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AFLPA slams AFL medical officer Peter Harcourt over claims Essendon players 'passively accepted' supplements program

The AFLPA has slammed Dr Peter Harcourt (far right)

The AFLPA has slammed Dr Peter Harcourt (far right) Photo: Pat Scala

The AFL Players' Association has strongly defended Essendon players against accusations made by the league's chief medical officer Peter Harcourt that they "passively accepted" the instructions of the club's sports science team when taking supplements in 2012.

It was revealed yesterday that late last year Dr Harcourt addressed an anti-doping conference in Zurich, in which he outlined key AFL findings from the league's shared investigation with the Australian Sports Anti-Doping authority, as well as preliminary investigations the AFL made into Essendon's supplements program during 2012 - prior to Essendon self-reporting in February 2013.

The AFLPA slammed comments by Harcourt which suggested that the players did not "jack up and say what the hell is going on".

"As has been made abundantly clear on many occasions, players took an active role in ensuring that the substances they were to be administered were compliant with the WADA Code and were provided with written guarantees from the club to that effect. This is hardly what we would call ‘passive acceptance,’" acting AFLPA CEO Ian Prendergast said in a statement released on Thursday morning.

The AFLPA also criticised Harcourt for speculating on the possible impact that supplements taken by Essendon players may have had on their health. Harcourt flagged that the players would need to be monitored for the potential risk of cancer and hormonal problems.

"We also believe Dr Harcourt’s comments with regards to potential health consequences are unhelpful and have the potential to create unnecessary stress and anxiety for players and their families," Prendergast said.

"As has been reported, the Players’ Association has been working with the AFL and the club to implement a health protocol to monitor players’ health going forward.

"However, to publicly speculate on any potential health issues in the absence of any evidence is premature and inappropriate. We are seeking further information from the AFL in regards to Dr Harcourt’s comments.”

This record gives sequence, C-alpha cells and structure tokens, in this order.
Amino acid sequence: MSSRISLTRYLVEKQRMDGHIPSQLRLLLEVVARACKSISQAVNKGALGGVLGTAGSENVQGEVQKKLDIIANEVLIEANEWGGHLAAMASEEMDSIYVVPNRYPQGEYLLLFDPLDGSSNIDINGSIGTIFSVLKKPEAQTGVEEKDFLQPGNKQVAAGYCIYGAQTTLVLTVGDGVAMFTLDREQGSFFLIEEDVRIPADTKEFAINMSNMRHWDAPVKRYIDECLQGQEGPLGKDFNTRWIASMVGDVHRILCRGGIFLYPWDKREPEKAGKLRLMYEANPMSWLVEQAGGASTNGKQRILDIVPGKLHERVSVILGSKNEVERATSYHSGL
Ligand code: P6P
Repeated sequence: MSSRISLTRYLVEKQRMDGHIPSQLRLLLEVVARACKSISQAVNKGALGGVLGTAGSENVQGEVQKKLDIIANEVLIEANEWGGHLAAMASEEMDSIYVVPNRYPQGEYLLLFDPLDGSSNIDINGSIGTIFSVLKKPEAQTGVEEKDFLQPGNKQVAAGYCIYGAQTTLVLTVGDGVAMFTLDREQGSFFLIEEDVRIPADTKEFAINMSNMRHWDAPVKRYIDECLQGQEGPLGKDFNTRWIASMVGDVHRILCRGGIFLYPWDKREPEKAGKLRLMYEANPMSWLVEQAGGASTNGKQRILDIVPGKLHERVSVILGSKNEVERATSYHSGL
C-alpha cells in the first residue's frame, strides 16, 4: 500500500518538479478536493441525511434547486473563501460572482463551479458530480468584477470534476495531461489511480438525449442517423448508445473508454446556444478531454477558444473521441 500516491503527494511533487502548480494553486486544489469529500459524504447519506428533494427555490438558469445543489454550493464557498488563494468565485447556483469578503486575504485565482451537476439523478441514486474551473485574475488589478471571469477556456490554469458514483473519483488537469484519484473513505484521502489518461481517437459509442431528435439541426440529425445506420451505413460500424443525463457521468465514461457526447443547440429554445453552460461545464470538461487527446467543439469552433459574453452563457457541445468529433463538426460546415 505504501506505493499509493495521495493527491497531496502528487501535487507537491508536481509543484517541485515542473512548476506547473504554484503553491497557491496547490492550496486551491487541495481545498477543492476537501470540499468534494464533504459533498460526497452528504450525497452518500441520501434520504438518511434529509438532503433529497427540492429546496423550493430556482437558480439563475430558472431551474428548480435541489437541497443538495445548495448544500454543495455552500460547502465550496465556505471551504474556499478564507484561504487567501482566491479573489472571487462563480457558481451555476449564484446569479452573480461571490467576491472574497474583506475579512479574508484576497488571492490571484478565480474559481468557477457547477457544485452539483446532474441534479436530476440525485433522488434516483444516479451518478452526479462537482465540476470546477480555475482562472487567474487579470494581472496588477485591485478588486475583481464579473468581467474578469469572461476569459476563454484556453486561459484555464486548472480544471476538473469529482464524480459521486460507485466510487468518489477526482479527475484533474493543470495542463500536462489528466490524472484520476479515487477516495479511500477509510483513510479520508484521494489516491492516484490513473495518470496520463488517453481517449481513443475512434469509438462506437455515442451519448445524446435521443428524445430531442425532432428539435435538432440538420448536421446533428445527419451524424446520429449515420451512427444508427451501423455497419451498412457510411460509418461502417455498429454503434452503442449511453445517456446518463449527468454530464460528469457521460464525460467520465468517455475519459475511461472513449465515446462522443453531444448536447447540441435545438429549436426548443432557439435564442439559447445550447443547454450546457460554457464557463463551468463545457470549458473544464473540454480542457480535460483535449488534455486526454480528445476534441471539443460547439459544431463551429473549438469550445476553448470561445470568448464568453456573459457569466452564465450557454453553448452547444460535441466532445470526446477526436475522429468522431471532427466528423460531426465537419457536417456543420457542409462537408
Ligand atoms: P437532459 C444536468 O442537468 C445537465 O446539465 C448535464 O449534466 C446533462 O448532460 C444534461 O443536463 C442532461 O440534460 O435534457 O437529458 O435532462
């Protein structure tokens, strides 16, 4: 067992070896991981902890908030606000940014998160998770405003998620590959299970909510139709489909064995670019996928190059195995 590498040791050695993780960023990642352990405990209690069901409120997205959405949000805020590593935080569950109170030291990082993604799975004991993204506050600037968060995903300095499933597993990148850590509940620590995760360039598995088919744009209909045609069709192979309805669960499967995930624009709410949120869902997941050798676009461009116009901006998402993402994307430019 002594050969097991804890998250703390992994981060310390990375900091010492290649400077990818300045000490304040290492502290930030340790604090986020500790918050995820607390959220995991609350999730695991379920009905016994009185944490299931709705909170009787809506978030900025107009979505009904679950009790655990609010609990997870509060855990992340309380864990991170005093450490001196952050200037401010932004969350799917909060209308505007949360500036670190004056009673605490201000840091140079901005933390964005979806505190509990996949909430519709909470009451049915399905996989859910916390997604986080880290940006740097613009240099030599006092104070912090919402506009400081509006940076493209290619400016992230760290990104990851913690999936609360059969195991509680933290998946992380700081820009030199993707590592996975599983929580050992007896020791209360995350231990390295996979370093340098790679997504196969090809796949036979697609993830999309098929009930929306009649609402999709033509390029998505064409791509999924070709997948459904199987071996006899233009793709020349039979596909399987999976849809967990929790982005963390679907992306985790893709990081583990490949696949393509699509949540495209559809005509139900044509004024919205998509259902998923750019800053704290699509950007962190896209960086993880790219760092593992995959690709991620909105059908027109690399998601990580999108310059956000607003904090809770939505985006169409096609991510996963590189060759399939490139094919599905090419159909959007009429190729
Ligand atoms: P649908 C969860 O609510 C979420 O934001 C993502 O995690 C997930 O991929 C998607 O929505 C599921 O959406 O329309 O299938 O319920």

The 34 current and former Essendon players involved are seeking to maintain their anonymity during the ongoing court proceedings involving ASADA, Essendon and its suspended coach James Hird. Prendergast however conceded after yesterday's second directions hearing that the players would need to become involved in some capacity. 

4 comments so far

  • The AFLPA are the biggest bunch of do nothings in this sorry saga.
    If they had any backbone at all they would the first ones at the door of Workcover beating the door down to help "their players and coaches" instead nothing.
    Pathetic!!!

    Commenter
    peter
    Location
    daintree
    Date and time
    July 03, 2014, 4:13PM
    • +1. - The AFLPA are just a bunch of yes men who are in the AFL's pocket. Just part of the boys club clique.

      Commenter
      Shano
      Location
      Melbourne
      Date and time
      July 03, 2014, 6:40PM
  • Why aren't the AFLPA worrying about the health of these players that took unknown substances? No instead they want to have it all hushed up.

    Why aren't they helping the players sue the Essendon* FC and Dank for damages???

    Commenter
    John
    Location
    North Melbourne
    Date and time
    July 03, 2014, 6:43PM
    • The AFLPA is the players advocate, what would you expect them to say? Really, you're not going to get any sensible commentary from the AFLPA until this is all over. Harcourt represents all interests, and he probably has a clearer view of the situation. It would have been very easy for the players to check outside the club, yet apparently none did, that fits Harcourt's version of events in my view.

      Commenter
      adam
      Date and time
      July 03, 2014, 7:10PM

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